In the Journals

Methotrexate more effective in patients with psoriasis without PsA

Although methotrexate is generally well-tolerated and efficacious in the treatment of psoriasis, it is even more effective, with fewer reported adverse effects, among patients with psoriasis but without psoriatic arthritis, compared with those with both, according data published in JAMA Dermatology.

“Methotrexate has been used as a first-line treatment for moderate to severe psoriasis for more than 50 years,” Kexiang Yan, MD, PhD, of Huashan Hospital at Fudan University in Shanghai, and colleagues wrote. “To our knowledge, a prospective, comparative study of the efficacy and adverse effects of methotrexate in Chinese patients with psoriasis with and without psoriatic arthritis has not yet been performed.”

To determine the effectiveness and safety of methotrexate in patients with psoriasis but without PsA, Yan and colleagues conducted a prospective, single-arm, interventional study of patients at Fudan University’s Huashan Hospital. From April 1, 2015, to Dec. 31, 2017, the researchers enrolled 235 patients with psoriasis who were treated with methotrexate, including 128 with PsA and 107 without.

The initial oral methotrexate regimen was 7.5 mg to 10 mg once weekly, which, based on the patients’ clinical response, was increased by 2.5 mg every 2 to 4 weeks, to a maximum of 15 mg weekly. The intervention course lasted 12 weeks. The primary outcomes included changes in disease severity, adverse events, blood cell counts, and liver and renal function.

According to the researchers, 3.1% of patients with PsA achieved 90% reductions from baseline Psoriasis Area Severity Index scores by week 8, compared with 11.2% those without psoriatic arthritis (P=.02). By week 12, 14.8% of patients in the PsA group had achieved 90% reductions, compared with 25.2% of those without (P=.049). In addition, incidence rates of adverse events were significantly higher in patients with PsA than in those with psoriasis only.

Regarding adverse effects, 9.4% of patients with PsA experienced dizziness compared with 0.9% of those with psoriasis only (P=.007). In addition, 25% of those with PsA demonstrated gastrointestinal symptoms compared with 12.1% without (P=.01), while 26.6% had hepatoxicity compared with 15% in the psoriasis-only group (P=.04).

“Our study demonstrated that methotrexate was well tolerated by Chinese outpatients with psoriasis,” Yan and colleagues wrote. “Methotrexate appeared to be more effective and had fewer adverse effects in patients without psoriatic arthritis compared with those with psoriatic arthritis. Although multicenter trials with larger sample size are needed to confirm these results, our findings suggest that methotrexate can be recommended as first-line treatment for psoriasis without arthritis.” – by Jason Laday

Disclosure: Yan reports no relevant financial disclosures. Please see the study for all other authors’ relevant financial disclosures.

Although methotrexate is generally well-tolerated and efficacious in the treatment of psoriasis, it is even more effective, with fewer reported adverse effects, among patients with psoriasis but without psoriatic arthritis, compared with those with both, according data published in JAMA Dermatology.

“Methotrexate has been used as a first-line treatment for moderate to severe psoriasis for more than 50 years,” Kexiang Yan, MD, PhD, of Huashan Hospital at Fudan University in Shanghai, and colleagues wrote. “To our knowledge, a prospective, comparative study of the efficacy and adverse effects of methotrexate in Chinese patients with psoriasis with and without psoriatic arthritis has not yet been performed.”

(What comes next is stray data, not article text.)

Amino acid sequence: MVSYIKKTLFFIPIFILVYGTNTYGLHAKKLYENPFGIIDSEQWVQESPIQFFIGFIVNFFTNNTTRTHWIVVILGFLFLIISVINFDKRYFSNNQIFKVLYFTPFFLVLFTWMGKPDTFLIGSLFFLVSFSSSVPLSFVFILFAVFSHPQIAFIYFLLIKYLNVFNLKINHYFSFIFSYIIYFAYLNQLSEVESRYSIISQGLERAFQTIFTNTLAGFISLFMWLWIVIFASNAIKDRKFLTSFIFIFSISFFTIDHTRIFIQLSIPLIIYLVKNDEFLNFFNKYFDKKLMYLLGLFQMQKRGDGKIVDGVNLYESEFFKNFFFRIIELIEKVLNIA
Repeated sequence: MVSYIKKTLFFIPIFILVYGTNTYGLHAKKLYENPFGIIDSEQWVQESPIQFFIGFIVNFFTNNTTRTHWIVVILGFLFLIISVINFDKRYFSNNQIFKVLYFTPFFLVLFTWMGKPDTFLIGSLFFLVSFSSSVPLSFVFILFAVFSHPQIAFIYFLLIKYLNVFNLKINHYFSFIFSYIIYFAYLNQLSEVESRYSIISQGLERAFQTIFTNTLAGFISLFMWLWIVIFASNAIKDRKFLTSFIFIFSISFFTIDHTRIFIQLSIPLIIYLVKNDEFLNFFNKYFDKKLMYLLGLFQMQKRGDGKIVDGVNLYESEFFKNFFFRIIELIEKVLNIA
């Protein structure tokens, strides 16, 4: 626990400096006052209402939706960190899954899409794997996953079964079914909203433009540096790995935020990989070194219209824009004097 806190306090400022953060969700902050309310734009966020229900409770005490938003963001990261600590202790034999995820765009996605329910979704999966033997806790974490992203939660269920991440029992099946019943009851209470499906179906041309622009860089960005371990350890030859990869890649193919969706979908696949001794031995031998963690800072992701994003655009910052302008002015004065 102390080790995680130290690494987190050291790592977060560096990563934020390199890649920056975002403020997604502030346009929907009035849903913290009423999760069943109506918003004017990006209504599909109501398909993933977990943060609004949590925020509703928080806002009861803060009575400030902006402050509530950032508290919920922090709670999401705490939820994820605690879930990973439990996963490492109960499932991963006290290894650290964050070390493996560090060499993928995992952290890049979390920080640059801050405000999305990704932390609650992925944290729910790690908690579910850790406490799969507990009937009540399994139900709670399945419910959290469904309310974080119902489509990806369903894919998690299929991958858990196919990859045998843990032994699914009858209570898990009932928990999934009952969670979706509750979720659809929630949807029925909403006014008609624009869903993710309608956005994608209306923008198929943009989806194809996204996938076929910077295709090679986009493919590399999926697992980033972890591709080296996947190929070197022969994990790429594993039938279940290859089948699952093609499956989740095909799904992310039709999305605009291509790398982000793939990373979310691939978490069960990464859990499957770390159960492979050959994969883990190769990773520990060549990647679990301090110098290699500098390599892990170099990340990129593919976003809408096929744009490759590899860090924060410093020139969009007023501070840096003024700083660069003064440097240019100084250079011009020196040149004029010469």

To determine the effectiveness and safety of methotrexate in patients with psoriasis but without PsA, Yan and colleagues conducted a prospective, single-arm, interventional study of patients at Fudan University’s Huashan Hospital. From April 1, 2015, to Dec. 31, 2017, the researchers enrolled 235 patients with psoriasis who were treated with methotrexate, including 128 with PsA and 107 without.

The initial oral methotrexate regimen was 7.5 mg to 10 mg once weekly, which, based on the patients’ clinical response, was increased by 2.5 mg every 2 to 4 weeks, to a maximum of 15 mg weekly. The intervention course lasted 12 weeks. The primary outcomes included changes in disease severity, adverse events, blood cell counts, and liver and renal function.

According to the researchers, 3.1% of patients with PsA achieved 90% reductions from baseline Psoriasis Area Severity Index scores by week 8, compared with 11.2% those without psoriatic arthritis (P=.02). By week 12, 14.8% of patients in the PsA group had achieved 90% reductions, compared with 25.2% of those without (P=.049). In addition, incidence rates of adverse events were significantly higher in patients with PsA than in those with psoriasis only.

Regarding adverse effects, 9.4% of patients with PsA experienced dizziness compared with 0.9% of those with psoriasis only (P=.007). In addition, 25% of those with PsA demonstrated gastrointestinal symptoms compared with 12.1% without (P=.01), while 26.6% had hepatoxicity compared with 15% in the psoriasis-only group (P=.04).

“Our study demonstrated that methotrexate was well tolerated by Chinese outpatients with psoriasis,” Yan and colleagues wrote. “Methotrexate appeared to be more effective and had fewer adverse effects in patients without psoriatic arthritis compared with those with psoriatic arthritis. Although multicenter trials with larger sample size are needed to confirm these results, our findings suggest that methotrexate can be recommended as first-line treatment for psoriasis without arthritis.” – by Jason Laday

Disclosure: Yan reports no relevant financial disclosures. Please see the study for all other authors’ relevant financial disclosures.